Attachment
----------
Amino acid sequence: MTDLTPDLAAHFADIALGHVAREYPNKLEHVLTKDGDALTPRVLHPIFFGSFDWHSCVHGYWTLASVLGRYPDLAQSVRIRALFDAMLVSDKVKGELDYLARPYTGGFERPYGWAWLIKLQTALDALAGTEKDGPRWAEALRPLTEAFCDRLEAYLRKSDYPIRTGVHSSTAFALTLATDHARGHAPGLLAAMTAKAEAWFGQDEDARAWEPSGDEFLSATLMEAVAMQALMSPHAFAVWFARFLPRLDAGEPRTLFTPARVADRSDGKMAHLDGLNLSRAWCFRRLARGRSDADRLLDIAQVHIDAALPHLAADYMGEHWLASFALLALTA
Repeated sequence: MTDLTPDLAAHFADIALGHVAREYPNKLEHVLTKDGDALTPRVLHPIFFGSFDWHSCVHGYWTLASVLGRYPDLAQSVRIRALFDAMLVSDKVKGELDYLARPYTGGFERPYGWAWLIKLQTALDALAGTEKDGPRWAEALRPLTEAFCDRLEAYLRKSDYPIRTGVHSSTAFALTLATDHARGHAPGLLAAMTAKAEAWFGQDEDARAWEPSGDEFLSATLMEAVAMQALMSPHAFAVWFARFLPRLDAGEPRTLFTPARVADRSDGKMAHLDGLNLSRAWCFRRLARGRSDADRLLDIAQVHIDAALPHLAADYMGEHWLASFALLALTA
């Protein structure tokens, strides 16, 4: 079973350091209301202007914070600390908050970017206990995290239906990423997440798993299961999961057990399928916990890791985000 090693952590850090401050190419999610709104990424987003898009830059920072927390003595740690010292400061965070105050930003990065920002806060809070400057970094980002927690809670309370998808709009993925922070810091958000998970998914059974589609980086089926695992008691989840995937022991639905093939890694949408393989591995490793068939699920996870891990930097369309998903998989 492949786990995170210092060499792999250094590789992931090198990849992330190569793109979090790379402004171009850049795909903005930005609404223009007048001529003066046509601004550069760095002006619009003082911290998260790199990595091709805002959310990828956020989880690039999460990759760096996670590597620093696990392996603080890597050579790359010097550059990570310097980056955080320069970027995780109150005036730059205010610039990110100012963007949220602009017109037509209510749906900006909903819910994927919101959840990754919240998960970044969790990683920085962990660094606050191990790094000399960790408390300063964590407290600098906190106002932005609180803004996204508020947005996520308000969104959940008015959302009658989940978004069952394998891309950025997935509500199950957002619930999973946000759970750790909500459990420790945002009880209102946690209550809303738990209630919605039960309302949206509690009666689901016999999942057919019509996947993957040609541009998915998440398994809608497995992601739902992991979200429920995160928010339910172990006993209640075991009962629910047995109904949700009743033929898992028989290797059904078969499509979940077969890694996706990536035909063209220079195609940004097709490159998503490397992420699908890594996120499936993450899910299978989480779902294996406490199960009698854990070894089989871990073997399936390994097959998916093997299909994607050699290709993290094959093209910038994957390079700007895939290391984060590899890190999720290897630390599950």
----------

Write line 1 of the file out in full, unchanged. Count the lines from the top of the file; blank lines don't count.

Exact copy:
Amino acid sequence: MTDLTPDLAAHFADIALGHVAREYPNKLEHVLTKDGDALTPRVLHPIFFGSFDWHSCVHGYWTLASVLGRYPDLAQSVRIRALFDAMLVSDKVKGELDYLARPYTGGFERPYGWAWLIKLQTALDALAGTEKDGPRWAEALRPLTEAFCDRLEAYLRKSDYPIRTGVHSSTAFALTLATDHARGHAPGLLAAMTAKAEAWFGQDEDARAWEPSGDEFLSATLMEAVAMQALMSPHAFAVWFARFLPRLDAGEPRTLFTPARVADRSDGKMAHLDGLNLSRAWCFRRLARGRSDADRLLDIAQVHIDAALPHLAADYMGEHWLASFALLALTA